As a bit of irony in appearing in this blog interview series you’re doing, one of the first things I did with WAAAGH! was to start interviewing the WAR blog community in a series of Q&As, figuring that it would not only be a great way to meet people, but they’d HAVE to link back to me then! And, to my slight embarrassment, it worked like a charm.

By early 2009, I knew that my interest in WAR was waning, so I chose to end WAAAGH! without it petering out slowly, and followed that up by starting a new general MMO blog called Bio Break (my first choice, “Exploding Sheep”, was taken). In a lot of ways, Bio Break was a huge “do over”, as I had to build up a readership and solid content, but I was delighted to discover that the blogging community outside of WAR was just as strong as I had previously known, and that spurred me on to writing a blog that was topical, honest and (hopefully) a mixture of informative and entertaining.

I have podcasted a bit, lately with Snafzg of Snaffy’s Space, but due to our hectic schedules, it can only be a once-in-a-while deal. Plus, Snafzg is a Canadian vampire, so he has to go around “watching” emotionally void females while they sleep.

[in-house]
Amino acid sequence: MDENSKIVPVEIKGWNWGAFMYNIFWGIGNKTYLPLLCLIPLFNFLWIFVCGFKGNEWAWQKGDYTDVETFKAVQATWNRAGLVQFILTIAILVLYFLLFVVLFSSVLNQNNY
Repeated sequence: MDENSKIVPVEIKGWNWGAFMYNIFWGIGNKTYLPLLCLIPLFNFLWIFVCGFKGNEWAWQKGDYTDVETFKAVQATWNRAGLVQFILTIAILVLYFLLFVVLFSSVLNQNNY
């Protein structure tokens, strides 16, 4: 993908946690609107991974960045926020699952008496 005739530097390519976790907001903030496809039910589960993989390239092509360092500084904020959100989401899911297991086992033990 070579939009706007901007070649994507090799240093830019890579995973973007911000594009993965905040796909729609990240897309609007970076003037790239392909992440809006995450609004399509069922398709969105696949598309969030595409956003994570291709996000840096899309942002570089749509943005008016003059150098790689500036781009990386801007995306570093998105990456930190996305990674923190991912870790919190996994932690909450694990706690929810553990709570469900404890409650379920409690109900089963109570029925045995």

Do you see blogging as just a hobby or perhaps something more?

Games can be art. They can also be trash, just like any other form of entertainment. People who never stop lobbying that video games are pure art need to get real — sometimes a headshot is just a headshot; people who degrade gamers as silly and stupid while spending entire weekends watching husky men on TV run up and down a field with a misshapen ball need a reality check.

I view my gaming as a hobby, for sure, and I can never award it anything higher than that in my life, or I would be in danger of putting it on the same level as my job, my family or my faith. There’s nothing wrong with a great hobby that puts you in touch with loads of other people, to socialize and work together for a common purpose — at least, as long as you’re not part of some underground militia group, I suppose.

Likewise, blogging is a hobby about a hobby (whoa… that’s DEEP, Syp). I’ve been a lifelong writer, and I have a serious problem in stopping the endless flow of words that just keep tumbling out. Most bloggers I know write because they’re passionate and personal with the subject, and want to connect with others by sharing their thoughts and opinions.

Do you have a schedule or some sort of routine you try and follow with blogging?